Bird Sightings

Seen an interesting bird?  Then let us know by submitting a record on our on-line database.  It is easy to do but if you need some instructions take a look at the Submit Sightings Page.  To view the latest sightings just click on the menu item for Latest Sightings.

Some birds are not uncommon in other parts of the country or around our coasts, but may be in Buckinghamshire.  If you want to see just how scarce a particular species is then take a look at the Bucks List.

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Marsh Warblers Breeding Attempt!!

A singing Marsh Warbler was found in north Bucks by Gyorgy Szimuly (Szimi) on 7th June and within a short time a female was also discovered. They were favouring suitable breeding habitat, so news of these birds was restricted in order to keep disturbance to a minimum. Fortunately a good number of local birders did manage to see the birds, providing many people with a county or life tick!

The female was extremely secretive and although the male was showing and singing to begin with it became much quieter as the month progressed.
In early July food carrying was observed and on one date there was activity suggestive of the young fledging but this could not be confirmed.

Whilst it is hoped that they successfully fledged young, this was not proven and there were no confirmed sightings after early July of either young or adults.

The pair were not easy to photograph, especially the female, although the male did show quite well at times while singing but often partially hidden in the vegetation. The following photos show the male over several days and shows the main features of the bird that allow it to be separated from Reed Warbler.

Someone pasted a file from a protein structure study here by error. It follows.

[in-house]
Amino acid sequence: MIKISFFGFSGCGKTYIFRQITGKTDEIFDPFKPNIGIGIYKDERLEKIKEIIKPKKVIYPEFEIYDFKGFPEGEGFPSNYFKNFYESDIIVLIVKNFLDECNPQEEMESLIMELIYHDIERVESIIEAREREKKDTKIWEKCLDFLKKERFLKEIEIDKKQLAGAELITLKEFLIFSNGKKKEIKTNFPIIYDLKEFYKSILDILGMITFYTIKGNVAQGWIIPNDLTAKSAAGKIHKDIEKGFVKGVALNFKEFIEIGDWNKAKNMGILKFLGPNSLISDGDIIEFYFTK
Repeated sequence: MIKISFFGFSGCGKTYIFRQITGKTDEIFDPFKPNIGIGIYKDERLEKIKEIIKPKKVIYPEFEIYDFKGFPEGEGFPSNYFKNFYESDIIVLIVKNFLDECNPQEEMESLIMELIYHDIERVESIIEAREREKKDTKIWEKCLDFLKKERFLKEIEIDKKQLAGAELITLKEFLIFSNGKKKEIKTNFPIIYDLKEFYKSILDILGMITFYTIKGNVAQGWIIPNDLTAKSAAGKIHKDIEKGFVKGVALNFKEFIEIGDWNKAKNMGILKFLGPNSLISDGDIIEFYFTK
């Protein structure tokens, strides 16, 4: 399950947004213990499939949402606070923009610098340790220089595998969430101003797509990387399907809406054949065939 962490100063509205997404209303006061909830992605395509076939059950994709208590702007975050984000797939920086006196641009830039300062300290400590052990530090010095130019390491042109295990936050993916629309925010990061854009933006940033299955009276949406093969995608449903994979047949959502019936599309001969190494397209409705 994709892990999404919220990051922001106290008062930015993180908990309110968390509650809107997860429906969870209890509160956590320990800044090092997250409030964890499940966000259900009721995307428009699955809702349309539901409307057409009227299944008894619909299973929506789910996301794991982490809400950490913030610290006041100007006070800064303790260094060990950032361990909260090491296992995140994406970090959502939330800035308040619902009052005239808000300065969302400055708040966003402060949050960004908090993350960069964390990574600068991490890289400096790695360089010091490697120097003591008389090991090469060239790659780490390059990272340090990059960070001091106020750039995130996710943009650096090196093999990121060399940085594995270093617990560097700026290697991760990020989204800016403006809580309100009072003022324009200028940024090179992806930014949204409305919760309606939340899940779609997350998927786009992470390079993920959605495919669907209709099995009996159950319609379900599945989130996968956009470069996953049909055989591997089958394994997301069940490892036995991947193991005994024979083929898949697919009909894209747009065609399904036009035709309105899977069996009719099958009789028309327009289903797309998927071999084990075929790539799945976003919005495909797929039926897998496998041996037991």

The top four photos were taken by Rob Cadd who was at the site very early morning on several occasions.
7th June – showing the lower back (Photo – Mike Wallen)
9th June – carrying food. (Photo – Nick Truby)
10th June – The male on one of his favoured singing perches.
11th June (Photo – Nick Truby)
11th June (Photo – Nick Truby)
11th June (Photo – Nick Truby)
The pair! There doesn’t seem to be too many photos of both male and female. (Photo – Dick Seekins)

The following link is to a video of the male singing and shows the very varied mimicry that this species employs:-

This species has only been recorded in the county five times previously, the most recent was of a bird that was trapped and ringed in August 2019 at Hillesden. Prior to that there were sightings in 1956, 1960 and 1974 in late Spring. There is also a breeding record from Chalfont Park in 1931.

All photos Copyright © 2021